Saturday, December 20, 2008
Grant Morrison - "In every style and fashion" part 2
By the time Morrison's run on "Doom patrol" ended in 1993, it was clear that Morrison was not only a fan of superheroes in all their multiple incarnations, but a deep thinker with a penchant for writing experimental works, that challenge their readers and serve as the examples of the medium at it's very best. It was logical then that he was made part of DC's new mature readers oriented "Vertigo" imprint. Morrison started out with "Sebastian O", a steampunk mini-series that used Oscar Wilde's writings as a starting point, instead of the usual Conan Doyle/HG Wells motifs. It was another collaboration with "Zenith"'s Steve Yeowell, and although fun and very witty, it is definitely the 1994's "Mystery play" graphic novel that shows us the most of Morrison's versatility at the time.
Writing a slow-building drama with deep religious undertones, with "Mystery play" Morrison presented us with a detective story that takes a simple idea and makes the most of it, in the stark contrast to his usual kaleidoscopic storytelling. The work shined under John J Muth's painted approach, in a way not seen since "Arkham asylum".
It is at the same time then, that Morrison attempted his most-ambitious creator owned work, the much-debated "Invisibles". At all times both heavily referential to Morrison's inspirations, and deeply personal, Morrison's three volume magnum opus stands to this day as a series that is extremely hard to understand. The ever changing staple of artists did nothing to help the book settle into a specific atmosphere, except for the period when it was penciled by Phil Jimenez. And yet, the basic plots, while often very complex, could be understood as easily as a new James Bond adventure. Prepared to present his readers with his own take on conspiracies, magic and religion, Morrison was always careful to keep the characters front and center, layering his meanings beneath the bed of psychedelic spy thrillers. And yet, while most of the series is notoriously hard to understand for someone uninitiated in Morrison's reading background, it also spotlights perhaps the first notable example of the writing style that is currently leaving his readers so perplexed.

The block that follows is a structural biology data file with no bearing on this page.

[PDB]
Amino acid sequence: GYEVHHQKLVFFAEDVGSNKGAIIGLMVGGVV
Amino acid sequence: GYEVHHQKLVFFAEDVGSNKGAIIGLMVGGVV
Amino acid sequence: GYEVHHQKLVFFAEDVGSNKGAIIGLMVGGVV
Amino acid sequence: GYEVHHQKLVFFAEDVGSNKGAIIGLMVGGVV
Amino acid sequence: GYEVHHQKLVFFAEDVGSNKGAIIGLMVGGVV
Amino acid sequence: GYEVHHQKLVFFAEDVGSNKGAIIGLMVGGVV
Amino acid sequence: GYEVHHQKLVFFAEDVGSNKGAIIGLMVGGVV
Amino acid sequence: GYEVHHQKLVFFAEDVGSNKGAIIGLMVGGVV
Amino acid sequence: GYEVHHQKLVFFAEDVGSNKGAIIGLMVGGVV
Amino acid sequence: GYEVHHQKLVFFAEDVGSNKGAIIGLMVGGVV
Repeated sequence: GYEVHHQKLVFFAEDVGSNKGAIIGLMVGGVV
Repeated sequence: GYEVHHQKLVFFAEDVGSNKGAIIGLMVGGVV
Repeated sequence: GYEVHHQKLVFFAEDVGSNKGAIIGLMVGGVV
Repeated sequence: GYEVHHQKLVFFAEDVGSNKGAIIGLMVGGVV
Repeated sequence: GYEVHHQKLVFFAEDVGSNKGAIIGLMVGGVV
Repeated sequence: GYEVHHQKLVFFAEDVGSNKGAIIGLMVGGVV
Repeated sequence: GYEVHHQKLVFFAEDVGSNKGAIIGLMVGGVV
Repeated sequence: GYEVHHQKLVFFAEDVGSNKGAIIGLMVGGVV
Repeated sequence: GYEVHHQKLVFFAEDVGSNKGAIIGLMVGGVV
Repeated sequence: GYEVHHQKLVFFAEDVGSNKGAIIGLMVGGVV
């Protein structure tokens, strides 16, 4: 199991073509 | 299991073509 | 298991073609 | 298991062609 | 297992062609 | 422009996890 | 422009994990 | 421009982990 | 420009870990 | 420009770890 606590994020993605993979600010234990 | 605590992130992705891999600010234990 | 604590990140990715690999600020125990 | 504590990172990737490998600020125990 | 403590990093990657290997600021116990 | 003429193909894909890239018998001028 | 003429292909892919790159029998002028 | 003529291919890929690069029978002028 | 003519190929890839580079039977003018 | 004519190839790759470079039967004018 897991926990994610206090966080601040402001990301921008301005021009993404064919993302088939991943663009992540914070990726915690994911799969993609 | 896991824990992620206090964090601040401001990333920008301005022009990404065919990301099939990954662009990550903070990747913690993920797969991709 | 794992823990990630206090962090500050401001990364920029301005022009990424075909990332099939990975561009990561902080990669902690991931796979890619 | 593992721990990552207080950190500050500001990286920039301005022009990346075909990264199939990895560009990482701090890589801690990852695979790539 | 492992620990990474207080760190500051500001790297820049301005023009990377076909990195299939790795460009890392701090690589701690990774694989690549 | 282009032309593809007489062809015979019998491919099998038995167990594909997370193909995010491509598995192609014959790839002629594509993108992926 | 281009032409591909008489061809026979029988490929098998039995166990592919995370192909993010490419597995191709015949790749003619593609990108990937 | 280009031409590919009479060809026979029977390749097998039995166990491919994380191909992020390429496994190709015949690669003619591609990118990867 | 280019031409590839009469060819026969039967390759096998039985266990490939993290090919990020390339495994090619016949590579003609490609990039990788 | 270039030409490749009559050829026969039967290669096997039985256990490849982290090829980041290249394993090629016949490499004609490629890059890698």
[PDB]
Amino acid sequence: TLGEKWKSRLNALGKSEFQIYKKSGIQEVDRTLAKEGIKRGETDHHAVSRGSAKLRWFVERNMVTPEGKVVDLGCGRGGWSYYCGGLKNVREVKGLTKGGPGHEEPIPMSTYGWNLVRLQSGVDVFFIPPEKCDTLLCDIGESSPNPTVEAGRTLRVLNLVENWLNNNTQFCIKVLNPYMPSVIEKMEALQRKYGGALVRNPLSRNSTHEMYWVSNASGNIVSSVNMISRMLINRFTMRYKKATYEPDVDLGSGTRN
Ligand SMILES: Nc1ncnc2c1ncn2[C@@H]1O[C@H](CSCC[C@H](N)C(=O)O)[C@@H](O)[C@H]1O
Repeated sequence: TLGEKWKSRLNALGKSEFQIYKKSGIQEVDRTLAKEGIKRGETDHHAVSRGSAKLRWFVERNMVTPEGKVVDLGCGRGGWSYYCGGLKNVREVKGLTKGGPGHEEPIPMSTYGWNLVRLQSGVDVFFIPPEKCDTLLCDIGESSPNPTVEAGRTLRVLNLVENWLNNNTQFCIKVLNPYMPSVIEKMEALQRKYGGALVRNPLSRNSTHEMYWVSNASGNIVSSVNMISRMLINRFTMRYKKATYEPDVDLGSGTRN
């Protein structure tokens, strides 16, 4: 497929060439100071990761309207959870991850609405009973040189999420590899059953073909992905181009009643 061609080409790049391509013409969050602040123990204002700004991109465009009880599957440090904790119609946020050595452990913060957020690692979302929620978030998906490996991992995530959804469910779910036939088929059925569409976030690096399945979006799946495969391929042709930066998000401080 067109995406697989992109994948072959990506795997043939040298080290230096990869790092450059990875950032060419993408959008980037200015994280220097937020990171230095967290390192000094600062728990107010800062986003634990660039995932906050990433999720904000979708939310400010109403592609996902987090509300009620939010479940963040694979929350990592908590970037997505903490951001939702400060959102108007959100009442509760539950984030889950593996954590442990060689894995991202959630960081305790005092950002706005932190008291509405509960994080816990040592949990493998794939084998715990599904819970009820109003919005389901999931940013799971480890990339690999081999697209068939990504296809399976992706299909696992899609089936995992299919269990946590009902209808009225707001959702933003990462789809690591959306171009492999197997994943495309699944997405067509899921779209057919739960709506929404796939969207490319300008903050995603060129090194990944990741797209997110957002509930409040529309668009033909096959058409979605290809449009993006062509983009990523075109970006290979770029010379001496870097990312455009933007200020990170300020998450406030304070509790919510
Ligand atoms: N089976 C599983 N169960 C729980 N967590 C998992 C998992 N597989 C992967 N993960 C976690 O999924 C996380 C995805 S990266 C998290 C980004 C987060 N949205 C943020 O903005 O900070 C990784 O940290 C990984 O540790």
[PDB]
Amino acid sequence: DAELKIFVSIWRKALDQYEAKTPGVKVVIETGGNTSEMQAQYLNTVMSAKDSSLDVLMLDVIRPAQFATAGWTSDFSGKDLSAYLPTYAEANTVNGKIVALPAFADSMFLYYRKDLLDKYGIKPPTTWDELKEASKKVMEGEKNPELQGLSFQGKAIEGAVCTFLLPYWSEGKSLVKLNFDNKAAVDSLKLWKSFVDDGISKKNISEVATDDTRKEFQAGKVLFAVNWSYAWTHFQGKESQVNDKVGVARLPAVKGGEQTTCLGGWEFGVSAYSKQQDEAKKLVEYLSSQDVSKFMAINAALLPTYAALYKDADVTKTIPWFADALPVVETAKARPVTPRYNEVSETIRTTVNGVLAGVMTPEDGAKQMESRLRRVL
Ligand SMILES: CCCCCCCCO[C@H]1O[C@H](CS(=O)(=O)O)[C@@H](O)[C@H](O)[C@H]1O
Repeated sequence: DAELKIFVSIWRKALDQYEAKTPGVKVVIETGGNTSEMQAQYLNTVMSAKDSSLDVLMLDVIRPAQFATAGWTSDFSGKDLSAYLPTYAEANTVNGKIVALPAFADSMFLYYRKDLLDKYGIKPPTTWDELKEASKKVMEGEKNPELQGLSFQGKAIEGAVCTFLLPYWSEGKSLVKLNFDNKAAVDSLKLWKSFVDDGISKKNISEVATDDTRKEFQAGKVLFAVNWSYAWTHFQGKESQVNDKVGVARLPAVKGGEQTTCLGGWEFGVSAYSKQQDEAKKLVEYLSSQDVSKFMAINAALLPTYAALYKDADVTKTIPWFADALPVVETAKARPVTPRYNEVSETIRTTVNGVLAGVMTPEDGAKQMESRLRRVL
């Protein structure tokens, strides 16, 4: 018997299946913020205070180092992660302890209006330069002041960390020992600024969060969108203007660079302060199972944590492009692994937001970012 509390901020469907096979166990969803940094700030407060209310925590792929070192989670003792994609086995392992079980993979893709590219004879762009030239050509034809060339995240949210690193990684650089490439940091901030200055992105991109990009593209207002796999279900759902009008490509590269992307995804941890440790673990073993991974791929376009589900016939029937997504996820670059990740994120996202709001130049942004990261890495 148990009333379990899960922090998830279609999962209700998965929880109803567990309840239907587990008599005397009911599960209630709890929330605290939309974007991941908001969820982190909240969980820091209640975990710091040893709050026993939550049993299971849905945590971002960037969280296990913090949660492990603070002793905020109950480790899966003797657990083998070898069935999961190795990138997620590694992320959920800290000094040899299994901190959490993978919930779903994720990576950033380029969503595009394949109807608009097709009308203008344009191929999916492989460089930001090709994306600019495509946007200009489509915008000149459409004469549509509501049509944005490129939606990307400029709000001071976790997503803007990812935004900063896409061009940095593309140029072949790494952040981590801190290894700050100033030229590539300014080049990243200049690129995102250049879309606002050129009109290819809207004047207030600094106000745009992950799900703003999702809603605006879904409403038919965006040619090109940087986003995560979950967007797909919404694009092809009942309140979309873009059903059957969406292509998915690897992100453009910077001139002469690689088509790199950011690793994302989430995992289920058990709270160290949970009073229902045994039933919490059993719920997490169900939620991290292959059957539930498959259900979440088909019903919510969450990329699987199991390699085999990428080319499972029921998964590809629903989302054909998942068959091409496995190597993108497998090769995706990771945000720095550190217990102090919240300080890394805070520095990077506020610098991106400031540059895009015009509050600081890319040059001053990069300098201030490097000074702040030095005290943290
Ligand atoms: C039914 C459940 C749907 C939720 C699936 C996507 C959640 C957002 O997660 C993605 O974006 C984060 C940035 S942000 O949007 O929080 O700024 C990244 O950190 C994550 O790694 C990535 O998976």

"The Invisibles" v1 #12, "the Best man fall" is a single issue story focusing on the bit player henchman dispatched in "the Invisibles" v1 #1. What is interesting about this tale, beyond the gimmick that could have made it a mere fill-in issue in a lesser title, is that Morrison makes himself work in a very odd format, presenting every scene as it flashes before the dying man's eyes. This makes for a very haphazard storytelling, that is at the same time engrossing on its own, as the readers are witnessing the scattered memories of one whole life. Steve Parkhouse's artwork is at the same time very realistic but still distorted just enough that Morrison's bitter-sweet dialogue comes through in a way that the complete experience is that of a success, largely because of the focus on the main character whose fears and relationships we visit in such a novel way.
The remaining years of Morrison's first staying at DC, since 1997 and until the completion of "the Invisibles" were spent concurrently writing "J.L.A.", DC's flagship superhero title, with Howard Porter's passable but unremarkable art. And yet, for all the fame that assignment brought him, along with his collaboration with Mark Millar on "the Flash" (they were asked to do a short run while Mark Waid takes a break from the regular scripting duties), the more technically innovative Morrison could be read in the reprints of another early Vertigo oneshot.
"Kill your boyfriend" debuted at roughly the same time as "the Invisibles", but brings to the fore a wholly different side to Morrison's writing at the time. A fierce tongue-in-cheek farce, "Kill your boyfriend" is another very British offering, mixing together the teenage side of the rebellion to the society's norms Morrison so often writes about, with the Bonny and Clyde satire satire right out of Terrence Mallick's "Badlands". Rarely has Philip Bond illustrated a script so in tune to his own quirky sensibilities, and the creators collectively brought to fore a story so innovative that it brings to mind "the Clockwork orange".